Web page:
Welcome to Monitor Notes, a weekly roundup of news items, event announcements, and updates on past Bay Area Monitor articles.
BART is hosting two webinars on August 21 and September 5 to explain how it’s implementing Assembly Bill 2923 (Chiu) and advancing housing creation. Signed into law last year, AB 2923 laid out BART’s role in creating transit-oriented development (TOD) on agency-owned land near stations in Alameda, Contra Costa, and San Francisco counties. After the webinar, the transit agency wants public input about its 10-year TOD work plan, parking replacement policy, and anti-displacement strategy, among other plans. For more background, check out a 2018 Monitor article that discusses parking and other community challenges transit agencies face in TOD creation. Submit TOD comments via email before September 13 to Monet Boyd at [email protected].
Collecting Water Comments
The Bureau of Reclamation and Valley Water want input about the San Luis Low Point Improvement Project. It’s intended to curb water delivery interruptions and has proposals to maintain Santa Clara County’s water supply. A big issue the agencies discuss is a “low point” problem that occurs when San Luis Reservoir falls below 300,000 acre-feet in the summer and late fall, a level that promotes algae growth and makes water unsuitable. A draft environmental impact report from July lists several alternatives to contain the problem and boost reliable supply. This includes a new dam and reservoir on Pacheco Creek. Click here for project details and to view contact information for submitting comments. The EIR is lengthy but you can tread into a San Jose Mercury News article for a useful introduction to the issues.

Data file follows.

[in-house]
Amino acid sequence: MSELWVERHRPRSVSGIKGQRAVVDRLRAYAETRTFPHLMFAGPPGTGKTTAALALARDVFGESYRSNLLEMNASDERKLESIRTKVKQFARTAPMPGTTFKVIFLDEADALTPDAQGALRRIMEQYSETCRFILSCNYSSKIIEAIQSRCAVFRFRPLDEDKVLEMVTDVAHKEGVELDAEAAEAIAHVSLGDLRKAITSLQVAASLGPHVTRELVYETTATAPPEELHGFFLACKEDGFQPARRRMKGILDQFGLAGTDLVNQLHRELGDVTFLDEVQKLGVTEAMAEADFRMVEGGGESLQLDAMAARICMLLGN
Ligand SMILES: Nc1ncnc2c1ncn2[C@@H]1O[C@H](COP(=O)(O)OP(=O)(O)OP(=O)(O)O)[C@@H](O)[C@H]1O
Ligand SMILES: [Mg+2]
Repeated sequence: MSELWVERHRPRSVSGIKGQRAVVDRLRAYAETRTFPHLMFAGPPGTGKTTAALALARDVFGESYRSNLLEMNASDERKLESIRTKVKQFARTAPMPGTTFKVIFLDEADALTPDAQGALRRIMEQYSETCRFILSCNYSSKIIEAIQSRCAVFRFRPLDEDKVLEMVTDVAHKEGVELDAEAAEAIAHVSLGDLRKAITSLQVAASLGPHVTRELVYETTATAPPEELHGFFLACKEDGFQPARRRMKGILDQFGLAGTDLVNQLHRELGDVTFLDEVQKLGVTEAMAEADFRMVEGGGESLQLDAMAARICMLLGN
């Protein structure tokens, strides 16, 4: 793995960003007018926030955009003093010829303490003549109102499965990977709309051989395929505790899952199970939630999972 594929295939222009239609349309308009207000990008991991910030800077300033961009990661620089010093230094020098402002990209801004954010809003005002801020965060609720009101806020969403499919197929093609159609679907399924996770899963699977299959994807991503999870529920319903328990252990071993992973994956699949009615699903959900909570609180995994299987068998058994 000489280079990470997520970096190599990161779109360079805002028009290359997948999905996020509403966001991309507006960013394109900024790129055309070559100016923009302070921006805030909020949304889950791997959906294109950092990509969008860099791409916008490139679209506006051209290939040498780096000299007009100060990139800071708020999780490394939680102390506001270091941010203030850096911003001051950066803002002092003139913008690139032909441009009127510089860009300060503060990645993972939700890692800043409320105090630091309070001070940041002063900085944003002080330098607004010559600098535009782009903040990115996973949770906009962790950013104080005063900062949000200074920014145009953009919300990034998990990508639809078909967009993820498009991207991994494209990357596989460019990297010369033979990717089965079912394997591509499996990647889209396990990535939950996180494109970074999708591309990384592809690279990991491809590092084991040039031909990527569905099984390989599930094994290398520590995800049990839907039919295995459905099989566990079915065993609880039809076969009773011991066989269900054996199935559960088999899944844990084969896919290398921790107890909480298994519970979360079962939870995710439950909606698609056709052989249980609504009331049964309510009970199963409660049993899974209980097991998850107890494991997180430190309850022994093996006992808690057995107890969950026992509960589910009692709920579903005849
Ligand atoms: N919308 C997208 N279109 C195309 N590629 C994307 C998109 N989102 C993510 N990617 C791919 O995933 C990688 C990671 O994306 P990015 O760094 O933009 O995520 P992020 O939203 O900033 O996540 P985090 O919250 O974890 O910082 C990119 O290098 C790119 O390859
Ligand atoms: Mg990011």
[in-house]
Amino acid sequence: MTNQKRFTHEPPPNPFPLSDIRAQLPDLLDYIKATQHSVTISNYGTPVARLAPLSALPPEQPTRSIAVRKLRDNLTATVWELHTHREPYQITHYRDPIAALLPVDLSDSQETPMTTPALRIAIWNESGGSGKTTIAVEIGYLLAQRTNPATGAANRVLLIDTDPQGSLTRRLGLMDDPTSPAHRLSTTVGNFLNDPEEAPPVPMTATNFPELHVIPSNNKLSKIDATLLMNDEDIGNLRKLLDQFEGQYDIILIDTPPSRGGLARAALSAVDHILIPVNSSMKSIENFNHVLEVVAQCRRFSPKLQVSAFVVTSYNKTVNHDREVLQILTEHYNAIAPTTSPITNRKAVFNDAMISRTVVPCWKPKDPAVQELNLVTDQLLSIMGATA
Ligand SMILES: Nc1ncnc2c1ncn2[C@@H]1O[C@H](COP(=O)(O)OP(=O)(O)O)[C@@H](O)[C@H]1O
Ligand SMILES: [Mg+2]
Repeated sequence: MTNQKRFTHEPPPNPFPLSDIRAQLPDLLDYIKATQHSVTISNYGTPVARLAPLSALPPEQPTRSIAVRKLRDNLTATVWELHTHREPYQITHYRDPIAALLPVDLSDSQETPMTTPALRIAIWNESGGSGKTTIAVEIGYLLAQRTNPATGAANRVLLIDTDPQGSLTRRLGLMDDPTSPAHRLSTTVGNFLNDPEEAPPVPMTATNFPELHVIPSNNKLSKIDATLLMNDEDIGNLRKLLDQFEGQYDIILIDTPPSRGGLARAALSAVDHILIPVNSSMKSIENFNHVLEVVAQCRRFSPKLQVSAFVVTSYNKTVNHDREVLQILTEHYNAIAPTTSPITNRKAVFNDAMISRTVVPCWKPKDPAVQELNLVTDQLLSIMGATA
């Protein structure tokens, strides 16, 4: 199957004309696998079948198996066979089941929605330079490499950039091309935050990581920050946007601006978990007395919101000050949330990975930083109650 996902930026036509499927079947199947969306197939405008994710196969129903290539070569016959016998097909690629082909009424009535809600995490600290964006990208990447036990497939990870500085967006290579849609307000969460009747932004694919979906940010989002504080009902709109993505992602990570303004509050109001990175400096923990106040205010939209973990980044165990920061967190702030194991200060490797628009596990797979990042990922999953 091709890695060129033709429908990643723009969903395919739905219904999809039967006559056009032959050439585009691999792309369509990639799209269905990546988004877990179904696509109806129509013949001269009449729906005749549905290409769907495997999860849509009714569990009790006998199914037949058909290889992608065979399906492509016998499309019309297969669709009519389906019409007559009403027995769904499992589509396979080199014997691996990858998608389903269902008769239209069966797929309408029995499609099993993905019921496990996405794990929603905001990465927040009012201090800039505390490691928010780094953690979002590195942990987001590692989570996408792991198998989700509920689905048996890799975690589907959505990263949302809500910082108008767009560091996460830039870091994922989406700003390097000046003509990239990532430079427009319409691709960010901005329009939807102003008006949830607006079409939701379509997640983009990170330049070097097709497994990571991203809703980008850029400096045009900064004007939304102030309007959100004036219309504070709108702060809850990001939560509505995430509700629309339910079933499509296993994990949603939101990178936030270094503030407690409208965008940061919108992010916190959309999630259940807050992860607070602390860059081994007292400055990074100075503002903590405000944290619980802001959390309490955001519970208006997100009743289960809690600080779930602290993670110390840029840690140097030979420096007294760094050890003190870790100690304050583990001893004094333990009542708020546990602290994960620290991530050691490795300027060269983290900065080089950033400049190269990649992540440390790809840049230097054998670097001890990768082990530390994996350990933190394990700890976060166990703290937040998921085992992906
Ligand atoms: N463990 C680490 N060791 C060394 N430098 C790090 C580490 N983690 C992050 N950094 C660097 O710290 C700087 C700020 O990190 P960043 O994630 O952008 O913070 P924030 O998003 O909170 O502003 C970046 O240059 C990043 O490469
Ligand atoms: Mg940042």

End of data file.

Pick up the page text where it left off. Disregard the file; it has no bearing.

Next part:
Pack a Go-Bag
The League of Women Voters of Diablo Valley is hosting a meeting Tuesday, August 20 at 6:30 p.m. in Walnut Creek to help residents prepare for the ever-present threat of wildfire. Hear about the latest public safety efforts from the Contra Costa County Fire District and the Community Emergency Response Team (CERT). The emphasis is on learning what’s necessary to have in order to be ready: “go-bags,” evacuation plans, and contingencies for reaching friends and family when electricity is out.
A new study casts oft-touted “green” electric scooters in a new light, showing hidden environmental consequences. Using a life-cycle assessment, North Carolina State University researchers said two factors contribute to a scooter’s carbon footprint: other vehicles are necessary to collect and redistribute the two-wheelers, and emissions that are generated to produce the materials and components for each scooter. Read more about the study, including a surprising finding about when riding a bus is more environmentally friendly than hopping on a scooter.
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